A DIY smorgasbord
Wednesday, September 12, 2018
I’m proud of the year’s supply of garden-grown garlic bulbs hanging in our shed and the servings of beefsteak tomato sauce stacked in the freezer, but if the apocalypse ever came knocking, our household would still be sorely lacking when it came to storing up supplies for long-term survival.
And while the focus of the seventh annual Cascadia SkillShare & Barter Faire taking place Sept. 15-16 at a scenic locale near Lake Whatcom isn’t necessarily on how to emerge unscathed from the end of the modern world, many of the workshops and events that will be taking place during the two-day festival are indeed designed toward the concepts of self-reliance and resilience.
Food-wise, community presenters from both Whatcom and Skagit counties will be focusing on everything from seed saving to making fruit wines, dehydrating, water bath canning, mason bee harvesting, cider pressing, growing mushrooms, fermentation, pickling, microclimate storage, freezing, chicken and duck care, and edible and medicinal plants.
Sheep shearing, creating medicinal salves, naturopathic medicine, making a DIY solar home heater from trash, permaculture, blending essential oils for pain and anxiety relief, using local herbs from the forest for first aid purposes, and holistic self-assessment are other offerings on the DIY smorgasbord designed to promote both new-fangled and old-timey skills.
For those who’ve already put their know-how to use, the bartering faction of the event will allow you to share what you’ve got with others—whether it’s braids of garlic, stewed plums, backyard eggs, arts and crafts, or tools and building materials—while taking home other things you need or want.
“I traded my excess organic meat for homemade jam, jewelry, yarn, dried fruit and more last year,” SkillShare kitchen coordinator Naomi Siegel says. “I just made a few dozen jars or rhubarb jam to bring this year.”
Because organizers see bartering as a great way to meet people and perhaps get some treasures with no (or little) money passing hands, a dedicated period is scheduled at the end of the day to allow everyone time to get in the barter zone without having to miss out on a workshop or other happening. Barterers can rent a table for an extra fee, or if their supplies are limited, simply roam around the zone with their wares.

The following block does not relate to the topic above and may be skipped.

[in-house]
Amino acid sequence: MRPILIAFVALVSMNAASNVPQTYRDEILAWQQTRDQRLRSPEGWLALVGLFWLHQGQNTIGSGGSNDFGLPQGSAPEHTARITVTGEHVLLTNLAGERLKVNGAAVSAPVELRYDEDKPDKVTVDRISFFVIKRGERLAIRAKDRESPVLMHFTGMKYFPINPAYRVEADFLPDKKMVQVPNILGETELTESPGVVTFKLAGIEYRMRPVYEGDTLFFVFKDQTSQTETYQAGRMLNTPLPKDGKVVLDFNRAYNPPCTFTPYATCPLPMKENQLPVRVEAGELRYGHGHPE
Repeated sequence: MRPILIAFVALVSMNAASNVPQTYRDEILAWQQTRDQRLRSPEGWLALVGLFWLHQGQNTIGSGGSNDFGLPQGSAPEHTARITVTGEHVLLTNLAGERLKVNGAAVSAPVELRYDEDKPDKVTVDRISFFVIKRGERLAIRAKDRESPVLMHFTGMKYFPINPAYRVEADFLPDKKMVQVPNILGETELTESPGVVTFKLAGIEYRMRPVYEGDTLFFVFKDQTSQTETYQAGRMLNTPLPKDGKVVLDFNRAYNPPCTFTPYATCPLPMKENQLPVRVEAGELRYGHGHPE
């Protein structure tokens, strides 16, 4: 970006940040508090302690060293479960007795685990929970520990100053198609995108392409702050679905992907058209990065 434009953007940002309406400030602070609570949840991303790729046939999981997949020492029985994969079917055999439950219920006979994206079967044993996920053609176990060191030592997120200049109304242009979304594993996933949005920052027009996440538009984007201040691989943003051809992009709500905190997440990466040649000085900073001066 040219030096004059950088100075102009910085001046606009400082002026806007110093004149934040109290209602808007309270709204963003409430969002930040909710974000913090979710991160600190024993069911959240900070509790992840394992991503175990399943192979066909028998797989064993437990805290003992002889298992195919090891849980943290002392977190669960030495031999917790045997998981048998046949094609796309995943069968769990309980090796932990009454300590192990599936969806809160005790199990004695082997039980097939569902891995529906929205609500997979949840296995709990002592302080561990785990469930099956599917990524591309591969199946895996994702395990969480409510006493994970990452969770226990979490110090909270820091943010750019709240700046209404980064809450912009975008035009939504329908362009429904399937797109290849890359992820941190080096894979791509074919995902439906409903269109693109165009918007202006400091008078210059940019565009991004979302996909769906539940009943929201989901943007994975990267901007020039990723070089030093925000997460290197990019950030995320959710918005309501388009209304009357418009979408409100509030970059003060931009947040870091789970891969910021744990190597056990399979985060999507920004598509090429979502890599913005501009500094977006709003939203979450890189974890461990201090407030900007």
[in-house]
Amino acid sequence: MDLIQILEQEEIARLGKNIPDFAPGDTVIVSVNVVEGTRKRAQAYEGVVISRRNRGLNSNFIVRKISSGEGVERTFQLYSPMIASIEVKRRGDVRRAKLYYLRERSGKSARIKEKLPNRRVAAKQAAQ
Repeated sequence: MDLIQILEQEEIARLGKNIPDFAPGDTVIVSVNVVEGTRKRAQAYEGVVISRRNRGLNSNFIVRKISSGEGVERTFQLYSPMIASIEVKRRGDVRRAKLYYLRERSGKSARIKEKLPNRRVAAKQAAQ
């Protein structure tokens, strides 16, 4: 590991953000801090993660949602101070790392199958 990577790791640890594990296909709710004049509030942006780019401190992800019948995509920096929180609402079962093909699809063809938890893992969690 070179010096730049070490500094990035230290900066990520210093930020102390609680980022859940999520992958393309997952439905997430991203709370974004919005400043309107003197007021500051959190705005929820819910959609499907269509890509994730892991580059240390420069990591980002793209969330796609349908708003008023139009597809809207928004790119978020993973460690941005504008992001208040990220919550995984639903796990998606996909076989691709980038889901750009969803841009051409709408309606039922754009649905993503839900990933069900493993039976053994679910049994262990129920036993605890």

Food vendors, a beer garden, a fire pit sing-along area and numerous musicians will also help make the faire one to remember. As for me, I’m wondering what Floyd Garner’s “Preparing to Prepare for Disaster” workshop is all about—you know, in case it helps me conquer the apocalypse.
The dog days of corn
Sugar is increasingly viewed by the public to be toxic in amounts that most Americans regularly consume, and many people are making efforts to curb their intake. But even as we shun junk food and other sources of sweetness, sugary snacks that are whole plant parts, like fruit and real baby…
Eat Local Month
An edible adventure
I was only gone for four days, but the changes that took place in our garden last weekend while I was visiting friends in Idaho were mildly alarming. Suddenly, just about everything—from grapefruit-sized tomatoes to plums, blackberries, rhubarb, peas, kale and far beyond—is ripe and…
Worth the effort
During a recent visit to the Edison Farmers Market, my husband and I were walking through the stalls when we suddenly both stopped and said “Ooh, kimchi!”
At the far end of the market, a booth featured a colorful pile of jars, with the owner, Sujin Jo, waiting to hand out tasting cups. We…